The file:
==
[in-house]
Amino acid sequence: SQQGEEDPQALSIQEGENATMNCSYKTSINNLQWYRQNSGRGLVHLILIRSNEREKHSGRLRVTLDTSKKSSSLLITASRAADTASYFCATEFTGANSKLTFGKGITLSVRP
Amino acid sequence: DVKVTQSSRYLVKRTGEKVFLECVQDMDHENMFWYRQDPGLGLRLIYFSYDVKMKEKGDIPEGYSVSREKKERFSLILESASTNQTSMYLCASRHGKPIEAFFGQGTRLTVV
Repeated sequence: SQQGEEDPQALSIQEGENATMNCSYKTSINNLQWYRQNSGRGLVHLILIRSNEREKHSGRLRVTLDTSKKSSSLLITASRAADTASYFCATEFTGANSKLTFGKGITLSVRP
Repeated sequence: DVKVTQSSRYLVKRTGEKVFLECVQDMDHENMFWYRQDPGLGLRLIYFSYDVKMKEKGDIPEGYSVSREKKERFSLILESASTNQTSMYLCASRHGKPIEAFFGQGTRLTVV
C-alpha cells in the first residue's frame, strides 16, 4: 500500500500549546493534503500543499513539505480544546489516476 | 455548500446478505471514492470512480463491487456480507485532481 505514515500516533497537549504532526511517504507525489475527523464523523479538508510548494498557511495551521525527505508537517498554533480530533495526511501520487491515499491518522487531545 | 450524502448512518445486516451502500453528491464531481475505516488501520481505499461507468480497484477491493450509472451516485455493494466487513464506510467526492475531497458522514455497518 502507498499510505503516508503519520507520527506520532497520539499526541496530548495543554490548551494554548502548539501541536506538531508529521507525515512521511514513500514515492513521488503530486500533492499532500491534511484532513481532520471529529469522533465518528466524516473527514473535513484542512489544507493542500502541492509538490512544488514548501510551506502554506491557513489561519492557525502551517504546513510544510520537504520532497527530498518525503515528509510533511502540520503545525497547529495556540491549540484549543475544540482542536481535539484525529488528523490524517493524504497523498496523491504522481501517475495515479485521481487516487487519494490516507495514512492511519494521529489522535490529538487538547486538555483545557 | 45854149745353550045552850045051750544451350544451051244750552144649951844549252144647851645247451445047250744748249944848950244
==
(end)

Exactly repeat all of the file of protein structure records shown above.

[in-house]
Amino acid sequence: SQQGEEDPQALSIQEGENATMNCSYKTSINNLQWYRQNSGRGLVHLILIRSNEREKHSGRLRVTLDTSKKSSSLLITASRAADTASYFCATEFTGANSKLTFGKGITLSVRP
Amino acid sequence: DVKVTQSSRYLVKRTGEKVFLECVQDMDHENMFWYRQDPGLGLRLIYFSYDVKMKEKGDIPEGYSVSREKKERFSLILESASTNQTSMYLCASRHGKPIEAFFGQGTRLTVV
Repeated sequence: SQQGEEDPQALSIQEGENATMNCSYKTSINNLQWYRQNSGRGLVHLILIRSNEREKHSGRLRVTLDTSKKSSSLLITASRAADTASYFCATEFTGANSKLTFGKGITLSVRP
Repeated sequence: DVKVTQSSRYLVKRTGEKVFLECVQDMDHENMFWYRQDPGLGLRLIYFSYDVKMKEKGDIPEGYSVSREKKERFSLILESASTNQTSMYLCASRHGKPIEAFFGQGTRLTVV
C-alpha cells in the first residue's frame, strides 16, 4: 500500500500549546493534503500543499513539505480544546489516476 | 455548500446478505471514492470512480463491487456480507485532481 505514515500516533497537549504532526511517504507525489475527523464523523479538508510548494498557511495551521525527505508537517498554533480530533495526511501520487491515499491518522487531545 | 450524502448512518445486516451502500453528491464531481475505516488501520481505499461507468480497484477491493450509472451516485455493494466487513464506510467526492475531497458522514455497518 502507498499510505503516508503519520507520527506520532497520539499526541496530548495543554490548551494554548502548539501541536506538531508529521507525515512521511514513500514515492513521488503530486500533492499532500491534511484532513481532520471529529469522533465518528466524516473527514473535513484542512489544507493542500502541492509538490512544488514548501510551506502554506491557513489561519492557525502551517504546513510544510520537504520532497527530498518525503515528509510533511502540520503545525497547529495556540491549540484549543475544540482542536481535539484525529488528523490524517493524504497523498496523491504522481501517475495515479485521481487516487487519494490516507495514512492511519494521529489522535490529538487538547486538555483545557 | 45854149745353550045552850045051750544451350544451051244750552144649951844549252144647851645247451445047250744748249944848950244